on-learning-about-political-correctness

I’m still trying to digest the result of the election in the US. An aspect of that shock result is Political Correctness. Many Trump supporters appear to have a visceral dislike for Political Correctness. I can understand that. Political Correctness is not easy. It’s not easy because it is a concept that calls for an intellectual and emotional engagement with subjects many would rather ignore.

It’s a concept I’ve struggled with for a number of years. On the intellectual side is the tension between Political Correctness and Free Speech. And trying to understand why Political Correctness is necessary and useful. Emotionally it’s difficult because it demands one assess one’s own situation, then exercise a certain amount of empathy towards others. Making an effort to compare one’s own struggles with the struggles of others. Possibly admitting that while things aren’t great, they are less great and for much more complex reasons for others

That is not an enjoyable journey. I’m a white, working class, straight man with a middling level of education. My travails, both structural and individual, are the most important things in the world to me. The things I know, everyone should know. What I take for granted, should be the norm. The struggles I experience, everyone should sympathise with. My station in life is not satisfactory and that should be the sole occupation of the chancers and/or ideologues who seek to represent me.

This is an easy to maintain attitude when one lives in a working class, white, almost exclusively straight environment. Even the few years I did in college, back in the early nineties, didn’t do much to teach me about those ‘others’. In part because the environment wasn’t diverse but also, to be honest, because I was an arrogant little shit who didn’t need to learn anything. Even the ten years I worked in Dublin didn’t do much to expose me to difference.

I worked caring for people who were a lot poorer than me, but I saw our difference as one of degree rather than of order.

Remarkably, when one considers the sewer that Twitter has become, it was in that weird and truculent environment that I first began to actively engage with Political Correctness. When I joined Twitter, it was for the express purpose of engaging with nerd culture and explaining to everyone why their political beliefs were wrong and mine were right. The former I enjoyed and still enjoy, the latter was an eye opener.

I happened upon people who were more educated, more intelligent and who’d had more diverse experiences than me. My infinitely self-centred world-view began to crumble. And it wasn’t because of a series of bitter battles with PC heads trying to correct my thinking. More it was just being in an environment that valued thoughtful use of words (yes youngsters, Twitter did have a golden age) caused me to begin to exercise a little more restraint.

The people I was interacting with, were people I wished to continue interacting with. So I had to adapt. This can be construed as ‘knuckling under’ or as a process of reflection and learning. Knowing my personality, I couldn’t have manged the latter without a certain element of the former. If there’s one constant in my struggle to learn new things, it’s my reflexive arrogance telling me I don’t need to know new shit. I already know all the shit I need to know.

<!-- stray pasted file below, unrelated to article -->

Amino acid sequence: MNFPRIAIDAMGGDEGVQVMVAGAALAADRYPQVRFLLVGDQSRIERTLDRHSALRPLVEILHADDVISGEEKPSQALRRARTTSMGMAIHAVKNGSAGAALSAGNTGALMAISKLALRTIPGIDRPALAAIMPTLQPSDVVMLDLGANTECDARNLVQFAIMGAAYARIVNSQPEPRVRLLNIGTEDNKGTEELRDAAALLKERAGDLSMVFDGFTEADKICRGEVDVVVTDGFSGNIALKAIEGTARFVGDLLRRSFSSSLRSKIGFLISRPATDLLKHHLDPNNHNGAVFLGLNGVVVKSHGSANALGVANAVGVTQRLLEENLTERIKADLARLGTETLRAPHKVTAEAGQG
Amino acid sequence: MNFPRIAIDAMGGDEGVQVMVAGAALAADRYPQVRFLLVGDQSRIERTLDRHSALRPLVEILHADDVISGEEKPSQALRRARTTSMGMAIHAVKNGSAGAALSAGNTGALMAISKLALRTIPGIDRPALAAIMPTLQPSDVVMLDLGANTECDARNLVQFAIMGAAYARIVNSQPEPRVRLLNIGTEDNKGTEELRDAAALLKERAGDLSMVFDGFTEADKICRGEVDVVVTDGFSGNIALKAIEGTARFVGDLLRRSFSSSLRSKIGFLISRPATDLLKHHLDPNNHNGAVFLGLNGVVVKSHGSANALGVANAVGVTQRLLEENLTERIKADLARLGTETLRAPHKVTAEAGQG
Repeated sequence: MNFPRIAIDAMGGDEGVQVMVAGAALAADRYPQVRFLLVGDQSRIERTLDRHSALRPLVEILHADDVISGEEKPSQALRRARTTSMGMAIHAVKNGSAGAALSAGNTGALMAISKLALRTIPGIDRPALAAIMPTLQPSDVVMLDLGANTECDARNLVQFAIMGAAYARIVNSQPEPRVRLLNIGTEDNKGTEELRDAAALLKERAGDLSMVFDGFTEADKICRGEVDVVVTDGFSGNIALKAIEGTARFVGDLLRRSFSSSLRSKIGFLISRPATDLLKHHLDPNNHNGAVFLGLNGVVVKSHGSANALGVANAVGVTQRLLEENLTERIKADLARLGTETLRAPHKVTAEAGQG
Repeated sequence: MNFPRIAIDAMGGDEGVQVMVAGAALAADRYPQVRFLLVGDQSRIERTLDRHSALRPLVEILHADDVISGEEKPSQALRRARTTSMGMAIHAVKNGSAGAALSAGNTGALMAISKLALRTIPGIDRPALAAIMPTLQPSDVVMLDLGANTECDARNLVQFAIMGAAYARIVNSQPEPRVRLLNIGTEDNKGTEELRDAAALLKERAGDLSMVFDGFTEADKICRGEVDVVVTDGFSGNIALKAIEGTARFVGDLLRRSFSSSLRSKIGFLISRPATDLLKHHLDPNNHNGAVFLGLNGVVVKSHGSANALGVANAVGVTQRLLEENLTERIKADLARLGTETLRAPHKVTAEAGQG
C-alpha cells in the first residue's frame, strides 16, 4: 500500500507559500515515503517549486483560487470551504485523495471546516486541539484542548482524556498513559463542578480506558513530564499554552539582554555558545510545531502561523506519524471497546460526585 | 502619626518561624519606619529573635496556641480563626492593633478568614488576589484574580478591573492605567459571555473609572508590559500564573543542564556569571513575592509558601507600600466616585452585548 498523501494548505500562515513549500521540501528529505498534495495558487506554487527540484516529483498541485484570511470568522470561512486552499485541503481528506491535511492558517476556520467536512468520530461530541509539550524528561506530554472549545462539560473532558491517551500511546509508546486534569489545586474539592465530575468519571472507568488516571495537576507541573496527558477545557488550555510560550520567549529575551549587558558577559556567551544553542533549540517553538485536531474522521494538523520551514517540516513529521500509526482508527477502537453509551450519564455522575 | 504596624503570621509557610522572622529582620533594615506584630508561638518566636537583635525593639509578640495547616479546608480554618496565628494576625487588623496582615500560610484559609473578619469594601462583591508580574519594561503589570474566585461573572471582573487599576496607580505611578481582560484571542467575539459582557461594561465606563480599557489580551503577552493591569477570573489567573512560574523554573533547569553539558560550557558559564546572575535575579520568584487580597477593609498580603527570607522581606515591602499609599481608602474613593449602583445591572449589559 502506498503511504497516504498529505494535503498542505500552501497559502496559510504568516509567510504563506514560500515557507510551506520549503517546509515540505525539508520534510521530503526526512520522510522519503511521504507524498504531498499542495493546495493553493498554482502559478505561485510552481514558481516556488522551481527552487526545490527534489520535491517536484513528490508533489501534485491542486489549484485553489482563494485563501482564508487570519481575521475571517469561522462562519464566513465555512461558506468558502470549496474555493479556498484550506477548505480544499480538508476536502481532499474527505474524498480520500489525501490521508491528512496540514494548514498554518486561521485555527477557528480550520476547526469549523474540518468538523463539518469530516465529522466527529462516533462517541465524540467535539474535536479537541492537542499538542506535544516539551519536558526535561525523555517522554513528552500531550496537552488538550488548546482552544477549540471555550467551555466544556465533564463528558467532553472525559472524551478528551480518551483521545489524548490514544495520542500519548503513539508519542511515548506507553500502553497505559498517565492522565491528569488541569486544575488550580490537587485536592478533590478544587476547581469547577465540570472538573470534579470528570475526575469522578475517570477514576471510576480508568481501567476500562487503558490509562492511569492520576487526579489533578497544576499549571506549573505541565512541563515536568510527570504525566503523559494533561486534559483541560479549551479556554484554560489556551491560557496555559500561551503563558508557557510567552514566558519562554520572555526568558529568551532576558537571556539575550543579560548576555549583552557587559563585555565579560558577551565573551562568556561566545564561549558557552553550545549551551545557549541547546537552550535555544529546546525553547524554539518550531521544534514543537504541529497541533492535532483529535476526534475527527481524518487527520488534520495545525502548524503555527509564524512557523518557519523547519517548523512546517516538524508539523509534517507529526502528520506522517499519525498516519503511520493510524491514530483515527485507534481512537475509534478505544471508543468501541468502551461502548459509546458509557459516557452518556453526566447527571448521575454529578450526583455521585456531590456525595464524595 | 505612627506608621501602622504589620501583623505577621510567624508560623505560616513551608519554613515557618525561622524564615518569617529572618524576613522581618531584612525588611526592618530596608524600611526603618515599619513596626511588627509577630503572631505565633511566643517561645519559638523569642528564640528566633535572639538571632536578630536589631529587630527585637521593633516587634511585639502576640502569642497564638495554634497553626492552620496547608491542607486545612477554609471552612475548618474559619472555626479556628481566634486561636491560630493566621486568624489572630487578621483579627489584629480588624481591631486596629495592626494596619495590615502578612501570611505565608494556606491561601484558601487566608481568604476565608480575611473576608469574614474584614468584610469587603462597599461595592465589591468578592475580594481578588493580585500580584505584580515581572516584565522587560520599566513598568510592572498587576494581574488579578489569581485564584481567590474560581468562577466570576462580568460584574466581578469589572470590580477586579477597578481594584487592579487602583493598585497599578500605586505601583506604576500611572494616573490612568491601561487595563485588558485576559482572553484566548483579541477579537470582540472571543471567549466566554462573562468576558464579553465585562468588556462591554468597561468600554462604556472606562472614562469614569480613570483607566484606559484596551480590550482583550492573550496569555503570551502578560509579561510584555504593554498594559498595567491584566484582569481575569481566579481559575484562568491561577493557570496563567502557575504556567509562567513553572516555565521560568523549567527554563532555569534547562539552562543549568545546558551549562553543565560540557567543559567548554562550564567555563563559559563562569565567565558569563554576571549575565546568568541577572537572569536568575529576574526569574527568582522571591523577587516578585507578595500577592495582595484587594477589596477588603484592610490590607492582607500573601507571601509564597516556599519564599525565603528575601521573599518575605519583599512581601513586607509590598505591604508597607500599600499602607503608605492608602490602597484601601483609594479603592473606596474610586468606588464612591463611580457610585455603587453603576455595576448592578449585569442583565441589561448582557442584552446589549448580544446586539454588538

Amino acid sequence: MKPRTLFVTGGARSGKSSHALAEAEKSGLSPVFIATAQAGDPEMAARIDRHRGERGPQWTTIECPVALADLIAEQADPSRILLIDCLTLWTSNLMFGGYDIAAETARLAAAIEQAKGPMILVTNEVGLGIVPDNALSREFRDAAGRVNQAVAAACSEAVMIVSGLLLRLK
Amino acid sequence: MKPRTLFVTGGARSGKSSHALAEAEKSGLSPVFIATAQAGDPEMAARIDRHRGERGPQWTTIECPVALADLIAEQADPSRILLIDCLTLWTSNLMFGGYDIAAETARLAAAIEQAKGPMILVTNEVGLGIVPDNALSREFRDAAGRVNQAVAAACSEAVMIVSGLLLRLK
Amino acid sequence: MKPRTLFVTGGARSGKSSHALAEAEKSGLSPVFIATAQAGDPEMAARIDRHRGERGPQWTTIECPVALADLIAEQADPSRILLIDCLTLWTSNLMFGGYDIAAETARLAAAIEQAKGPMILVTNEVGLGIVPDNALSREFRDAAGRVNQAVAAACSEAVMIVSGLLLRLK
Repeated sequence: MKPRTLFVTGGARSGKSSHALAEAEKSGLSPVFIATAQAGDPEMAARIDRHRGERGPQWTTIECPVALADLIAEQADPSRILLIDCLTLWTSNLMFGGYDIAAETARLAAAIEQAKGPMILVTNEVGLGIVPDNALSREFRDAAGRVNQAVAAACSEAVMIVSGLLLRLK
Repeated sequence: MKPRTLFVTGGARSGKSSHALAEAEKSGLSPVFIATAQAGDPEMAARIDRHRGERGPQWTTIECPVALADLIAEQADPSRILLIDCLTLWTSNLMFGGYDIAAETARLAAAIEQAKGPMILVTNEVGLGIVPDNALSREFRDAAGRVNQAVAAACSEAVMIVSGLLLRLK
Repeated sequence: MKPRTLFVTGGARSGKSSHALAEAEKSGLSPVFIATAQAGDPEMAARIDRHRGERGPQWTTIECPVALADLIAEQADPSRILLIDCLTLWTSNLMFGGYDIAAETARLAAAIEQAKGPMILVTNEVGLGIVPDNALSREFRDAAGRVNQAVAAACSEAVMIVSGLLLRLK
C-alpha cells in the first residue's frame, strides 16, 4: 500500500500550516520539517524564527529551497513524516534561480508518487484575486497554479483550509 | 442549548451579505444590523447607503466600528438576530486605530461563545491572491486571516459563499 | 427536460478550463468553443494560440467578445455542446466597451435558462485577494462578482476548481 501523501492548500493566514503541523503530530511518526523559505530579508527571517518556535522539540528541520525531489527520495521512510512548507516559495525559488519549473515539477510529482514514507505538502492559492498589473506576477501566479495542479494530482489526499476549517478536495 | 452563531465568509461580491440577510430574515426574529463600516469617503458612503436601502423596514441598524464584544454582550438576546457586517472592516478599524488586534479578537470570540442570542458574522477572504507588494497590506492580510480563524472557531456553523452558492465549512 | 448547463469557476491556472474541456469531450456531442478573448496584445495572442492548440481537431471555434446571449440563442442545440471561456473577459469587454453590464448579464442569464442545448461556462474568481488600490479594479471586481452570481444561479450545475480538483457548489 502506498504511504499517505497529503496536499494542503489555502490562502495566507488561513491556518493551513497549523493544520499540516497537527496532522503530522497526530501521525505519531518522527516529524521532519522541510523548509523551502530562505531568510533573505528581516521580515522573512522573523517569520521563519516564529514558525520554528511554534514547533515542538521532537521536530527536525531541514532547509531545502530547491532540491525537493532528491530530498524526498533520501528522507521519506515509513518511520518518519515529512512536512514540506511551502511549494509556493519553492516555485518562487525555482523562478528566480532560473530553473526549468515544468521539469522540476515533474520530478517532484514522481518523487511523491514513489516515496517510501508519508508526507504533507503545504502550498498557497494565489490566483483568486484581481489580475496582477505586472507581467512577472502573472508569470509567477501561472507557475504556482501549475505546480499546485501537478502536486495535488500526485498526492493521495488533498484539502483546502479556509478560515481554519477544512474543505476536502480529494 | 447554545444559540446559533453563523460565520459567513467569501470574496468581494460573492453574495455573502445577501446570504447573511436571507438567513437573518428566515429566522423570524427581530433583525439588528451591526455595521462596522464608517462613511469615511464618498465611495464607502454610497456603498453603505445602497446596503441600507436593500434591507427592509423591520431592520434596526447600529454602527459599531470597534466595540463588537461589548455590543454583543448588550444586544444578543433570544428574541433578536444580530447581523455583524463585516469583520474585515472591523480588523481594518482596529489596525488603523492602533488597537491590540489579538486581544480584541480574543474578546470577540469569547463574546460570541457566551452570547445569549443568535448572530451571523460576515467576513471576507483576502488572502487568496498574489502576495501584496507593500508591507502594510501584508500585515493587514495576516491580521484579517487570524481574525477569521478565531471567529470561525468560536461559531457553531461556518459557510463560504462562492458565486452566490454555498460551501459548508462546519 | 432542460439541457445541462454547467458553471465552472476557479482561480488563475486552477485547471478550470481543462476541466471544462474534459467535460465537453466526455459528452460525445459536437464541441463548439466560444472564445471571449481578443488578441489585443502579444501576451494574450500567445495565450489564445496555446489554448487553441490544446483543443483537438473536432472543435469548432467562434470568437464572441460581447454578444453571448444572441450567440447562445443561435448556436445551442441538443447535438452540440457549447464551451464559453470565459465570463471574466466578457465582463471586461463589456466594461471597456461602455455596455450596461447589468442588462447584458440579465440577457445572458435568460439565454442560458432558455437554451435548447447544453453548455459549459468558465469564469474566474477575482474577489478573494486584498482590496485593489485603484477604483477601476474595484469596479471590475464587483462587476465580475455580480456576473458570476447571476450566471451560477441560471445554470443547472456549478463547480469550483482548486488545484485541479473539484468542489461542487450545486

It was and remains an uncomfortable journey. And I don’t mean I miss using racist, homophobic and misogynist language. What I miss is being the centre of the universe. I miss not being able to prioritise my struggles and my beliefs. I don’t like having to second guess the thoughts and feelings I have. I don’t like not being certain about absolutely everything. I struggle with treating a debate as an opportunity to learn rather than arena in which to dominate and win. I really don’t like that as our world falls apart my biggest concern is finding a formula that perfectly balances the exigencies of Free Speech with the necessities of Political Correctness.

I stumbled upon Political Correctness. I think that scares me. It scares me because I know that if Trump had appeared ten years ago, I would probably have been a supporter. I try to take some comfort in thinking that possibly he would have been too ridiculous even for unreconstructed Paul, but I’m not sure.

Political Correctness is hard. I understand why people, people from my background, would attack it. That pause before opening one’s mouth. That boring ass research. That patronising response from an obnoxious leftie. That genuine suffering that must take second place to some stranger’s suffering. That loss of certainty. That imposition of new rules that do nothing to improve your situation. The constant feed of easier and thus more appealing answers.

Political Correctness is undoubtedly one of the most progressive intellectual movements of my lifetime. It is an intellectual movement that actually improves lives rather than merely speculating about improving lives. And it actually saves lives. But it makes emotional demands that I fear many are unable or unwilling to meet. Who better to appeal to that emotionally insecure aspect of our characters than a man-child?

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